I bought a pair of cheap $9.95 Chinese Dockers knock-offs to make
into shorts for working on my car. I put them outseams-up on my
gridded cutting mat carefully, bottoms parallel to the grid, made a
nice straight cut, and when I took them to my work-table to hem, found
that my "straight" cut was not straight when viewed from the front,
but had become chevron-shaped!
I Googled this, and can't find an explanation or cure! Since it's
easier to show with photos, I took some, and put them up here along
with some detailed text:
Would you mind taking a look, and tell me if this has ever happenedto you, and if so, how you cure it.
As I said on that web page, I think it's a geometry problem.
Serge, I've been considering cutting down an old pair of jeans to make
shorts and thought that I would measure down from the bottom of the
waist band and making marks about every 3 inches or so and then
connecting the marks to make a line. I would then cut on the line
through a single layer of fabric. I'm not sure but I think that your
problem may be cause by the fact that pants are not the same in the
front and back. that's to account for room needed to fit the anatomy,
male or female. I do hope someone else jumps in hear and corrects me or
affirms my thoughts.
I don't have an explanation, but that is curious, isn't it!
That has never happened to me as I never cut pants straight across, as
the front is often a tad shorter than the back. Once I've decided on
how much shorter they need to be, say 3 inches, I take a ruler and
mark 3 inches up from the existing hem all the way around. Then I use
sissors to make the cut, following the 3 inch mark. This mimics the
'lay' of the original hem.
On 7/16/08 5:46 PM, in article email@example.com,
I've always measured from the hem up, because the way DM taught me.
She was the authority on sewing as far as I was concerned when she was
You can't cut like that. Pants of any style are tapered. You must
measure up from the bottom edge, and cut evenly around. You also
can't use a wide (normal) hem when you cut off; you can use no more
than 5/8 inch hem, turn it under 5/16 inch and stitch, then another
5/16 and sew again. They shouldn't pucker if you do it that way.
On Wed, 16 Jul 2008 23:19:27 GMT, Emily Bengston
But I learned the hard way: when shortening cheap pants, *first*
verify that the legs as purchased are the same length!
And, just as with yard goods, wash them before you decide how much to
It is a geometry problem. The pantslegs are tapered like:
\ / so when you cut straight across with either the
seams or the creases at the side the result is a ^ or V
shape where you cut. Check it out with paper.
To correct this, lay the pants leg flat with the creases
outermost, place one side of a right angle rule at the
crease-edges (allowing for the depth of the desired hem)
*front and then back* and use the bottom of the angle rule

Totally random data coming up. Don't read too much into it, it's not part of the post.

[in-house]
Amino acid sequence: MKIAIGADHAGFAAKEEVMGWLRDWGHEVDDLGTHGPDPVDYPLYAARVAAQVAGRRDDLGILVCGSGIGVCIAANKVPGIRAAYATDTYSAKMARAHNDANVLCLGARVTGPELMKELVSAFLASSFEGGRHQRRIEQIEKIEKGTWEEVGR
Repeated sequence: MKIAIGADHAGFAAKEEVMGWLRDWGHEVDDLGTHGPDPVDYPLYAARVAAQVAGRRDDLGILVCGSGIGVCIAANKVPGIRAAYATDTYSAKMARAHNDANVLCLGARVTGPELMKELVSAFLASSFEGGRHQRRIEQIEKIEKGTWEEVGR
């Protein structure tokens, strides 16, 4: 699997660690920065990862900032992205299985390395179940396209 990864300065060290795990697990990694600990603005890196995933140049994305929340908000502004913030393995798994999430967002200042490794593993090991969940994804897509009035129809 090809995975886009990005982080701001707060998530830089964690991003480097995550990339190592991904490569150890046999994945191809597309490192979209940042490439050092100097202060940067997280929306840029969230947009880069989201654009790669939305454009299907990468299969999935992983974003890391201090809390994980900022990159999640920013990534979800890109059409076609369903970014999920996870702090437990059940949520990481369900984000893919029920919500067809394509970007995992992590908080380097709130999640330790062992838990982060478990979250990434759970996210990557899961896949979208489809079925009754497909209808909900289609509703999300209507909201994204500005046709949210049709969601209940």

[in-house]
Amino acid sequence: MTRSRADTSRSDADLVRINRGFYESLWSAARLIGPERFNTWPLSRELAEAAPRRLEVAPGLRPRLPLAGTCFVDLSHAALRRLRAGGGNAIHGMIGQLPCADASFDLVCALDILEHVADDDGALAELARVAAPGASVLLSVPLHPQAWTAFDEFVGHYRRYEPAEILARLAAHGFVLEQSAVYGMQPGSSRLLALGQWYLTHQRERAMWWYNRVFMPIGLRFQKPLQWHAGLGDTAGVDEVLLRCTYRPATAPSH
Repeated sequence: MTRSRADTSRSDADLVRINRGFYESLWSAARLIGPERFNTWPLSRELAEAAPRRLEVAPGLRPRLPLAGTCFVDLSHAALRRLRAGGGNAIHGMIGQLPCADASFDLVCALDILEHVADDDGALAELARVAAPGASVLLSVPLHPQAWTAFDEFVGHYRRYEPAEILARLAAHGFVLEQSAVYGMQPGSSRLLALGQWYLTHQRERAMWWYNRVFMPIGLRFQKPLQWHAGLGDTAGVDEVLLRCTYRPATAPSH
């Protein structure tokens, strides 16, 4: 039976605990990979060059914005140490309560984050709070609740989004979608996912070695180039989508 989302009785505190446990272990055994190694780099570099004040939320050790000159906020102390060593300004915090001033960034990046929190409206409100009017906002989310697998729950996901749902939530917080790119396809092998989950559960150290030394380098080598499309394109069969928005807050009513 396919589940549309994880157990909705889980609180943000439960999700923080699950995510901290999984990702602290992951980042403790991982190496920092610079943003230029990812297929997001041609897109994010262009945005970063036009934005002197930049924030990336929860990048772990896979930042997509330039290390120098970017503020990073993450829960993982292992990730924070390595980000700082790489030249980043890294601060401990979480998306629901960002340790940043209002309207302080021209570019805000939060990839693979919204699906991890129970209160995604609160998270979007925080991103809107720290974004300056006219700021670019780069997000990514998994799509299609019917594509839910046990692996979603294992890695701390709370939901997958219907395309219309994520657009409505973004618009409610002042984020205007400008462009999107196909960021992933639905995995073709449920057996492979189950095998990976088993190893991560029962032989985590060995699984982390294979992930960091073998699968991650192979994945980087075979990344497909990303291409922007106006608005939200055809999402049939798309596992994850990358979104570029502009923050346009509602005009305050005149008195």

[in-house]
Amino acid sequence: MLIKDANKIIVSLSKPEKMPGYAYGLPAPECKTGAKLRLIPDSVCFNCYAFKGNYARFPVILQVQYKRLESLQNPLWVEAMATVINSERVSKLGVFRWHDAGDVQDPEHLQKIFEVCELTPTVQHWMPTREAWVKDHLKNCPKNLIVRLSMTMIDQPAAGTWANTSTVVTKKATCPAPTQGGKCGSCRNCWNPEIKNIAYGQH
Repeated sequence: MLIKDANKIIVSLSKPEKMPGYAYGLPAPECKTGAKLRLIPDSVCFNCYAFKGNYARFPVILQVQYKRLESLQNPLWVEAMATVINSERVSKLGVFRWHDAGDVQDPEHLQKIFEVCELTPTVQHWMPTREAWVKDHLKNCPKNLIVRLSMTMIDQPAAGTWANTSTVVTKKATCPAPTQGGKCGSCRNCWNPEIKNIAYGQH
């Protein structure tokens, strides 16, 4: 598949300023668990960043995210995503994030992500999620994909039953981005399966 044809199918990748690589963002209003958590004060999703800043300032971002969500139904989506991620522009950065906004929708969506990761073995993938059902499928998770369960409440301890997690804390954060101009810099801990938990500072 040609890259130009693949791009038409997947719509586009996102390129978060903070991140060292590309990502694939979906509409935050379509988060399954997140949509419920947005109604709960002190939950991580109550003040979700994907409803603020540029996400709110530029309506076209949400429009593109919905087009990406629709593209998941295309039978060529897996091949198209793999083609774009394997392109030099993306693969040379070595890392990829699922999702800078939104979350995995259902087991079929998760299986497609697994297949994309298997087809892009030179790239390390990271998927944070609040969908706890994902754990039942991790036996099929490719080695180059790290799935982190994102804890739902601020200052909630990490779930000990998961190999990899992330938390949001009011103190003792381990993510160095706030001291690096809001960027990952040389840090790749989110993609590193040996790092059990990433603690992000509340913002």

to mark about 2" toward the side seams, BUT don't cut yet.
Now place a straight edge across and join the ends of the
previous marks, creating a slightly curved hem (well
actually three straight lines, but the result is almost a
curve). This can also be done with a French Curve rule, but
if you don't have one just eyeball the entire line and when
you cut leave a little excess so you can modify the curve.
You may also have to open the seams a little to accommodate
the (smaller) bottom hem edge to the (larger) pants leg
where the hem will be sewn. I usually measure the depth of
the hem, then sew a new seam in the hem allowance, swinging
the stitches out as far as possible to provide enough fabric
to allow for two different sizes.
You're absolutely correct; I KNEW it had to do with the geometry of a
pant's leg. And I tried for hours to figure it out, but couldn't! I
love ya, Bev!!! (BTW, I did get a decent hemline, but it was really
thru LOTS of eyeballing and pinning)
After posting my question here, I asked a buddy who is a college math
professor to look at the photos, and I just now received his email
which you'll enjoy, I'm sure:
++++++ Begin Math Prof's response ++++
You're on target with the "cone" thing. If you want to
do an experiment, get one of those conical paper
drinking cups and flatten it. The shape you get will
not look like a triangle, but a pie slice. The length
measured from the vertex to any point on the edge
has to be the same, so the shape must be a sector
of a circle. If you cut the rounded edge off so that
your flattened shape now looks like a triangle, you'll
have shortened the center radius by some amount, but
not the radii at either side. If you unflatten it, you'll
see your chevron effect.
So if you want a straight pant leg, next time go out to
your driveway and lay the pants down as you did before.
Get a large straightedge and a piece of chalk,
and extend the lines along the
outside edges of the pants until they intersect. The
intersection will be the center of the circle. Then get
out your giant compass and draw an arc across your
pants at the desired place. Cut across the arc and then
try to get the transmission fluid out of your new shorts.
However, my wife says there is another problem. Even